Friday Reads: This week’s prize round up – part 2

This week was our second week of getting to know the authors on this year’s shortlist. Enjoy!

Sheila Rogers, author of The Elusive Madonna

Sheila lives with her Geographer husband and a brown dog in rural Somerset, a haven of peace and sanity after twenty years in the classroom teaching French, German, Italian and Critical Thinking. She is a graduate of the University of Nottingham and subsequently studied at Montpellier University and at UCL, where she undertook research on the poet Petrarch. Language, whether at home or abroad, remains her most abiding interest; however, language is nothing without people, and travelling to new places, listening, watching, talking to strangers, sometimes eavesdropping: these are favourite hobbies. At home, life revolves around family and friends, dog-walking, reading, writing, crosswords and gardening.

The Elusive Madonna is both a historical novel and a love story with a difference. It is set in fourteenth century Avignon, city of burgeoning papal splendour, where Giovanni Laugello, a shy young Tuscan, has come to seek fulfilment as an artist. His secret obsession with a beautiful woman of dubious reputation, who becomes his artistic inspiration, leads to an unexpected outcome.

Read an extract from The Elusive Madonna here.

Christopher Branson, author of The Guiltless

Prior to fully focusing on fiction, Christopher Branson gained a First in Natural Sciences at Cambridge and an MA and PhD in Philosophy at Warwick, where he wrote a doctoral thesis on Nietzsche and Greek tragedy.  Although his first attempt at fiction was shortlisted for the Oxbridge May Anthology, it wasn’t until he was in living in Berlin on a DAAD scholarship that he seriously took up the pen, writing a first draft of The Guiltless over nine months.  He now lives with his wife and dog in South London, where he is a founding member of a local writing group and is two-thirds of the way through a draft of his second novel, a manic first-person comedy about a man in his late twenties with a broken heart, a meaningless job, and a number of poor lifestyle choices.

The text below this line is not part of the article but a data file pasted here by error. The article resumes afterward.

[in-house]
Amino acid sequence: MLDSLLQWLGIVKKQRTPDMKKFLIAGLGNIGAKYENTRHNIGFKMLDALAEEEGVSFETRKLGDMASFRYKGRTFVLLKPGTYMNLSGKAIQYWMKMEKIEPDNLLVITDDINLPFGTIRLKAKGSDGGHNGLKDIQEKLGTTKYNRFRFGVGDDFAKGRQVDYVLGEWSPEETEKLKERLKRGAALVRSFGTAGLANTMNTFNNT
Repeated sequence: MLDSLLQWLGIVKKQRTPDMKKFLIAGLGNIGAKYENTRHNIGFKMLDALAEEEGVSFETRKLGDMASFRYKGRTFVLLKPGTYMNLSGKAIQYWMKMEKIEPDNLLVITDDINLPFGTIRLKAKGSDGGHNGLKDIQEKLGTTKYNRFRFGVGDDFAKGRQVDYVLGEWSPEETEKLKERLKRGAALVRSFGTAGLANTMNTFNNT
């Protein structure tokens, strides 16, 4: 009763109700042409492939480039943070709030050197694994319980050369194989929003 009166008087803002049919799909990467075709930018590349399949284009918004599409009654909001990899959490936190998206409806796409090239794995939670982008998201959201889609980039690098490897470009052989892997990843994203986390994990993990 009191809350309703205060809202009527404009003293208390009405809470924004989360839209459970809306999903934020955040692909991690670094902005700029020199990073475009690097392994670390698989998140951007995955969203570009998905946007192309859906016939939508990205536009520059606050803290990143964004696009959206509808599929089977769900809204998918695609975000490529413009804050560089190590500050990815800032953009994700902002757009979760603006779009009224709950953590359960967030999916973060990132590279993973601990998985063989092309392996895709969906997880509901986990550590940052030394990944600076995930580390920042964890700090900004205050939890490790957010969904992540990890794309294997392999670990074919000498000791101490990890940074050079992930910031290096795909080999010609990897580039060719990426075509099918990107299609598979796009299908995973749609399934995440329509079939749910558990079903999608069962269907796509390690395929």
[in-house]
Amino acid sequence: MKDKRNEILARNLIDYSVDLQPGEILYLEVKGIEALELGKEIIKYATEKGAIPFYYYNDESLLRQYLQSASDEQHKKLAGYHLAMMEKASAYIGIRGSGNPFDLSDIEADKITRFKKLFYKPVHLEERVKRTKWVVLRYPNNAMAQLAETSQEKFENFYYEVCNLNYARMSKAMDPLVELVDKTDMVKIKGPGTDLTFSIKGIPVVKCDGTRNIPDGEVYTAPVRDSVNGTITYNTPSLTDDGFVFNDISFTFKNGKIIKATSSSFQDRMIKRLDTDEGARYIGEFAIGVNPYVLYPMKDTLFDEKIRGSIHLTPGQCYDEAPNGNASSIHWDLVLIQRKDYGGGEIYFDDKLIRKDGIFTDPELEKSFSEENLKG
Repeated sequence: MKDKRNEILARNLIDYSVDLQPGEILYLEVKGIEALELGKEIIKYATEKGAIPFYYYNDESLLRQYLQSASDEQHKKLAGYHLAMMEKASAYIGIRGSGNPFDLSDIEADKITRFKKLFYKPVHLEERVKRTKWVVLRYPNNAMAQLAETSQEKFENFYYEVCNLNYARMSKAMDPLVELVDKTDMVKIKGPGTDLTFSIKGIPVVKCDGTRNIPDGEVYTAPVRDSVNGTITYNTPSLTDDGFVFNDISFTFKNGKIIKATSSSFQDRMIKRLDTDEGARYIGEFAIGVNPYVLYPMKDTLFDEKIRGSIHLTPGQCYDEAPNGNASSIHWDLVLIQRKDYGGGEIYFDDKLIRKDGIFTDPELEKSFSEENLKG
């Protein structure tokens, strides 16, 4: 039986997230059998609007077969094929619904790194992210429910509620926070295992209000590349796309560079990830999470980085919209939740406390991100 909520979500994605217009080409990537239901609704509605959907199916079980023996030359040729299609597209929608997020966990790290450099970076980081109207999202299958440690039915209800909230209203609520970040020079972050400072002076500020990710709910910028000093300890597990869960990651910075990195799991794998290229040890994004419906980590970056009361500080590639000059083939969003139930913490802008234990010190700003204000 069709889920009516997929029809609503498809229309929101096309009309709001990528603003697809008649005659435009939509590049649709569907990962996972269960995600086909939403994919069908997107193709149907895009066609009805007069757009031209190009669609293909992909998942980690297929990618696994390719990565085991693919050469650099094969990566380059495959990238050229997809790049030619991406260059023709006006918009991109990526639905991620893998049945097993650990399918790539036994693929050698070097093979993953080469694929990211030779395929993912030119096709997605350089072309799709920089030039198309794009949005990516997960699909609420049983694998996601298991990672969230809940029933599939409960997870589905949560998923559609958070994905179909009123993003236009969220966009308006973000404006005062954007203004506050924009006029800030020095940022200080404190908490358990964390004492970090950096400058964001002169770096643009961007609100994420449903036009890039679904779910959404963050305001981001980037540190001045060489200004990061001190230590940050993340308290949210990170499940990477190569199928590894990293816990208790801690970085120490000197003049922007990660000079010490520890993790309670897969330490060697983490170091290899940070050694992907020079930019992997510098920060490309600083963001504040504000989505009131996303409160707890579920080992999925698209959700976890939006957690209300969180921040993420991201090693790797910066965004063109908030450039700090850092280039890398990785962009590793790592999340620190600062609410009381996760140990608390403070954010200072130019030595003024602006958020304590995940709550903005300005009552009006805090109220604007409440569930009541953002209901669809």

The Guiltless is a literary thriller set in London and Berlin.  It mixes Nietzsche, pornography and art. Wilson, a middle-aged philosopher scholar, is sent explicit images of a German ex-girlfriend from when he was a student.  His search to discover what happened to her takes him to Soho pornographers, London art exhibitions and seedy Berlin nightspots.  But as he becomes increasingly absorbed in this search of his past, he risks missing the very present danger that is facing his wife and daughter at home.

Read an extract from The Guiltless here.

J.L. Hall, author of The Paper Crane

J.L. Hall lives in London where she works part-time as a lecturer in fashion entrepreneurship and marketing, and has a small, non-profit consultancy where she mentors creative start-ups. She has been longlisted for the Lucy Cavendish Fiction Prize 2016 with her submission of The Paper Crane. In October, she hopes to take up her place at Birkbeck University on the MA Creative Writing, where she was longlisted for the inaugural Kit de Waal Scholarship.